A beautiful common ground
Ecotourism, natural resource conservation proposed as allies to protect natural landscapes.
If environmentalists want to protect fragile ecosytems from landing in the hands of developers—in the U.S. and around the globe—they should team up with ecotourists, according to a University of Georgia study published in the Journal of Ecotourism.
Environmentalists often fear that tourists will trample all over sensitive natural resource areas, but tourism may bring the needed and only economic incentives to help drive conservation, said study co-author Bynum Boley, an assistant professor in UGA’s Warnell School of Forestry and Natural Resources. Ecotourism and natural resource conservation already have a mutually beneficial relationship that is ideal for creating a sustainable partnership.
“Ecotourism destinations benefit in the form of enhanced tourism competitiveness from the protection of quality natural resources,” he said. “Meanwhile, the conservation of these natural resources is increasingly valued since these pristine natural resources are the foundation of the ecotourism industry and the driver of all economic benefits associated with ecotourism.”
Tourism is a $7.6 trillion global industry, provides 277 million jobs and is a primary income source for 20 of the world’s 48 least-developed countries, according to the World Travel and Tourism Council. It also subsidizes environmental protection and helps protect, conserve and value cultural resources that might otherwise be undervalued by the host community, Boley said.
In the new paper, Boley and co-author Gary Green, an associate professor also in the Warnell School, said that despite past tension between the tourism industry and environmentalists, the two should team up as allies to fight off increasing conversion of land away from its natural state.
Ecotourists not only provide a boost to the economy in such places, they can also motivate landowners into keeping the environment in its natural state instead of converting it into something unsustainable. They could also influence the public perception of conservation, Boley explained, which does not often favor environmental protection.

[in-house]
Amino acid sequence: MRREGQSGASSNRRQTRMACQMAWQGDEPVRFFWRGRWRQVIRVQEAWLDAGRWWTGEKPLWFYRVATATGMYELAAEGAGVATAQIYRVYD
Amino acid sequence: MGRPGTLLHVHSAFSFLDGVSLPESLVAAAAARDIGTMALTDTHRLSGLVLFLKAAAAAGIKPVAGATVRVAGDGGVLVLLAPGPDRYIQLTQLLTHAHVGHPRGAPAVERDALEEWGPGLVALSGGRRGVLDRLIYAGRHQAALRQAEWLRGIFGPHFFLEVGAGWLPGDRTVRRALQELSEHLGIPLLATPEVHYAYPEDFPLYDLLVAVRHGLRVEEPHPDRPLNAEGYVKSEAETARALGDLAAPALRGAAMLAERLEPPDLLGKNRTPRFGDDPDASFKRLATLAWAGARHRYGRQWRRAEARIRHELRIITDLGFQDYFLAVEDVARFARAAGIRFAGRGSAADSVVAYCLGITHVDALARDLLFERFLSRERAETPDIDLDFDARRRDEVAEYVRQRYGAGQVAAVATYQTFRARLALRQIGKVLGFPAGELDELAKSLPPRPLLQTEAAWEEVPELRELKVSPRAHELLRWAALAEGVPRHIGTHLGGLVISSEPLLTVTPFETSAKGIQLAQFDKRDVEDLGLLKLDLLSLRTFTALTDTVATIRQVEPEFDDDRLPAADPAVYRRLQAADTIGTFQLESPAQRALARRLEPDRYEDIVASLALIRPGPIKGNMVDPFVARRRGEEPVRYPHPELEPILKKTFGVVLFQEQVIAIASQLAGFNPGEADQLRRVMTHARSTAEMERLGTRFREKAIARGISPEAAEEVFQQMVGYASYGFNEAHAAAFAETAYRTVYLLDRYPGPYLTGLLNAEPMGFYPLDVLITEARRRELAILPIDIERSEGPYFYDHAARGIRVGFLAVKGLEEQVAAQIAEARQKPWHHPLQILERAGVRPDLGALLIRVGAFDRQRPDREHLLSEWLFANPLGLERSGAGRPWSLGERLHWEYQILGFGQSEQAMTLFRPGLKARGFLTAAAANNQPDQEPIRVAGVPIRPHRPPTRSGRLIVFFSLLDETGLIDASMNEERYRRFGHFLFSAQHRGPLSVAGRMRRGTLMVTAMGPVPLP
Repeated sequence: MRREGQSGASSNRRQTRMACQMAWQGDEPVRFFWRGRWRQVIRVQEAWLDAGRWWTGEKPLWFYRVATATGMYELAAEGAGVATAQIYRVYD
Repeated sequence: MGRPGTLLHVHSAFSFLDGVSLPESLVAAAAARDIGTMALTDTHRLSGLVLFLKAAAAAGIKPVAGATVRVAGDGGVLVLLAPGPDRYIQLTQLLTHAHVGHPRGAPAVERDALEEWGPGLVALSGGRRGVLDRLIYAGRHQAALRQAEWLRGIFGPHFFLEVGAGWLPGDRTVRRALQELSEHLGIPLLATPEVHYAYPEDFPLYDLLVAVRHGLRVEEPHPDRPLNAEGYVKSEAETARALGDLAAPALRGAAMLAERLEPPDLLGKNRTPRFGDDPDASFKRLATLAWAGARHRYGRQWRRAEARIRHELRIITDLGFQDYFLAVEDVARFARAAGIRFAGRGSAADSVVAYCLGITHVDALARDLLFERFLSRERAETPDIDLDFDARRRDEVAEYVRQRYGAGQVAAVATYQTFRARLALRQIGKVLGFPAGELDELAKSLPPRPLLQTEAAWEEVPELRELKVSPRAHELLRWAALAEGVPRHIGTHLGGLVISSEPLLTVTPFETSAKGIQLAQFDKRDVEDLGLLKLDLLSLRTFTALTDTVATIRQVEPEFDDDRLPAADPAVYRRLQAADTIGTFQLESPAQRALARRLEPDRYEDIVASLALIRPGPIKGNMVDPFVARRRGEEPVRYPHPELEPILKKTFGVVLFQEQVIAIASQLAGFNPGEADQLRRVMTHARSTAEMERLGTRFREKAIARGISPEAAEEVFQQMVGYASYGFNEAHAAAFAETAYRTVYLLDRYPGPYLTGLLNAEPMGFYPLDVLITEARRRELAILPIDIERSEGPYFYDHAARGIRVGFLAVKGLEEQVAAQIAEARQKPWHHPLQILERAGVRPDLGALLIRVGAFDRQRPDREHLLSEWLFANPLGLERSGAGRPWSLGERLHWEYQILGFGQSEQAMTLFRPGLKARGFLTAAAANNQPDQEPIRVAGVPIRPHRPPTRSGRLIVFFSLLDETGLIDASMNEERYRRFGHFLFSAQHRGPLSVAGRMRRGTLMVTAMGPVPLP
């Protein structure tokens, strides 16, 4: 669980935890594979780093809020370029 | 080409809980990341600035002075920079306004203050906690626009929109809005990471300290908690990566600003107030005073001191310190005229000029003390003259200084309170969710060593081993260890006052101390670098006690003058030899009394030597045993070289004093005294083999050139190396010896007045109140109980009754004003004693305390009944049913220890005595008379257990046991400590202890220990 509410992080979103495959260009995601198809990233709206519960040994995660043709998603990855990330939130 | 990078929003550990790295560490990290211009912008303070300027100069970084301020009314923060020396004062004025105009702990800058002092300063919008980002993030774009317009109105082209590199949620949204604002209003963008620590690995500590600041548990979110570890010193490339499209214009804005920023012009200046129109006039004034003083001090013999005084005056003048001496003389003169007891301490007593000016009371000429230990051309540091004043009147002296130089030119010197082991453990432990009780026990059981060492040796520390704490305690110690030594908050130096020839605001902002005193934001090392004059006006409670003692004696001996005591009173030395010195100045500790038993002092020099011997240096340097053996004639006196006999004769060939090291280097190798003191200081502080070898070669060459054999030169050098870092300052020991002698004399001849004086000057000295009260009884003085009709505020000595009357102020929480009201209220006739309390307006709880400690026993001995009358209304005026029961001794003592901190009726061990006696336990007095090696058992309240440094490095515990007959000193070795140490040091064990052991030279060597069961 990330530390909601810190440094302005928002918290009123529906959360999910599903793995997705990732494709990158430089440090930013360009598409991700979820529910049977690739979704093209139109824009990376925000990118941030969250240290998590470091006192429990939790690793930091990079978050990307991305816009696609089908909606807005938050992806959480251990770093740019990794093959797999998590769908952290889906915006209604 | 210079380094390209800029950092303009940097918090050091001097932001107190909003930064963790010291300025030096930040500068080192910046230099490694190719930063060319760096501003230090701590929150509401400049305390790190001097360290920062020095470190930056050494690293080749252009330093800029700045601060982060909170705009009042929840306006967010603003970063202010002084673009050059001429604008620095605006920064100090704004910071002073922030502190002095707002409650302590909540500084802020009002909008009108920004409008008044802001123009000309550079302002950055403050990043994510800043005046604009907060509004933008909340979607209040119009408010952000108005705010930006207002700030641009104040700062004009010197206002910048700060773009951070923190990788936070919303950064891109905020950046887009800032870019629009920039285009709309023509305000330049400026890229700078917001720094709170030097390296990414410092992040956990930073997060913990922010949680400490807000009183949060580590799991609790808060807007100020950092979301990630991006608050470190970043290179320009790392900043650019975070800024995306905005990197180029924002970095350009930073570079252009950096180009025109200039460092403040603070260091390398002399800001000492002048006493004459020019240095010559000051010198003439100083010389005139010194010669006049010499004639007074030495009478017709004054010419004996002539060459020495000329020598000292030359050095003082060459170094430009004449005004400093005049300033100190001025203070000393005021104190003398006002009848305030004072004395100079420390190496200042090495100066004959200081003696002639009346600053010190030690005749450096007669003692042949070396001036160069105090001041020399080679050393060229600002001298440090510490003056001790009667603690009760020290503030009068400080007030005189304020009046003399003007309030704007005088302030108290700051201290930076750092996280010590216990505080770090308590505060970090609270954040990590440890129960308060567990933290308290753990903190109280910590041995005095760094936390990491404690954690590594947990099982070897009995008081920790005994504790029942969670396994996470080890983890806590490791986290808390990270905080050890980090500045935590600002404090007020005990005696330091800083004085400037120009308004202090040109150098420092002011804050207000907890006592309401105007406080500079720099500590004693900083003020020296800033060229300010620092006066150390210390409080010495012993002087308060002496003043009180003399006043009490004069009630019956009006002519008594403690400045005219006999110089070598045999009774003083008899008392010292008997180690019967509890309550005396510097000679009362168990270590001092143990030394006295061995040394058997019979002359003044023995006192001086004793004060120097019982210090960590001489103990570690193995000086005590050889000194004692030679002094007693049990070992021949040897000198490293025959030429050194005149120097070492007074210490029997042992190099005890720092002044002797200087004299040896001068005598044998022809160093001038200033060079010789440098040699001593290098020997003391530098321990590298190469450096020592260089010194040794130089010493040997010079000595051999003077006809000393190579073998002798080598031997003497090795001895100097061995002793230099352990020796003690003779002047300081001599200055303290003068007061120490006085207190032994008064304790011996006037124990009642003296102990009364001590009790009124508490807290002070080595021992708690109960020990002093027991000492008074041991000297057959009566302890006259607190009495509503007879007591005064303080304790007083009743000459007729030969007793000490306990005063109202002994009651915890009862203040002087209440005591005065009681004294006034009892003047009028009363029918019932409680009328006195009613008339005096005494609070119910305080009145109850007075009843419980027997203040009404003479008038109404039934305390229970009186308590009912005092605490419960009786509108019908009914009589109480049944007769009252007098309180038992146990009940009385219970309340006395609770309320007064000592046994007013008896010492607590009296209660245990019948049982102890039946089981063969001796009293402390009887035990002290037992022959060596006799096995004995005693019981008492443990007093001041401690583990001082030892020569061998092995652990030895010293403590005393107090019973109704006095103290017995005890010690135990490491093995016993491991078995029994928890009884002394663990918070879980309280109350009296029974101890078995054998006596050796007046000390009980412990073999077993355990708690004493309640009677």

“The public has become increasing less prone to respond to environmental messages,” he said. “Economic messages are needed in order to attract the public’s interest.”
Too often, Boley and Green said, unique natural resource areas are converted into urban, suburban and agricultural developments without considering their ecotourism potential. In addition to the lost ecotourism revenue, there are a host of negative environmental consequences such as biodiversity loss, water and food shortages and the land being unable to mitigate the effects of climate change. These areas are not valued for their unique attributes or the valuable natural resources they provide, Green said, “so we lose them.”
Tourists have historically been seen as having a negative impact on the environment. Critics complain that they violate fragile and threatened natural environments while contributing to greenhouse gases from the increased number of flights to these exotic and often remote locales.
While these criticisms are justified, Boley and Green said responsible programs promote education of ecological conservation and environmental sustainability, fostering a greater understanding and appreciation of these exotic areas.
“Although ecotourism has its downfalls, environmentalists may have no other choice but to work with the tourism industry to protect key ecosystems,” Green said.
“The success of this relationship between ecotourism and natural resource conservation hinges on the ability to strike a balance between tourism development and resource protection, and the ability for those in control to take a long-term view of success where cumulative profits, resident quality of life and ecosystem health are valued over short-term economic gains.”
— Bynum Boley
Boley and Green argue that ecotourists should be considered an ally to the environment and outline what they call a symbiotic relationship where an increase in conservation leads to ecotourism competitiveness.
“The health of an ecotourism destination and the health of its ecosystem go hand-in-hand because they coalesce to place a higher economic value on natural landscapes than would be represented through converting that land to other uses,” Boley said.
Boley and Green have proposed a new model where researchers consider how much money tourists bring to a region via ecotourism when calculating the value of that ecosystem, precisely because of this symbiotic relationship. They also suggest that managers of these destinations should begin tailoring their marketing toward responsible ecotourists to draw these travelers — and their money — there.
It’s also important to increase public awareness of the effects ecotourism has on protecting fragile ecosystems, Boley said.
“A key point is that there is the potential for this type of symbiotic, mutually beneficial relationship,” he said. “The success of this relationship between ecotourism and natural resource conservation hinges on the ability to strike a balance between tourism development and resource protection, and the ability for those in control to take a long-term view of success where cumulative profits, resident quality of life and ecosystem health are valued over short-term economic gains.”
The study, “Ecotourism and natural resource conservation: The ‘potential’ for a sustainable symbiotic relationship,” is available online.
— Sandi Martin, Warnell School of Forestry and Natural Resources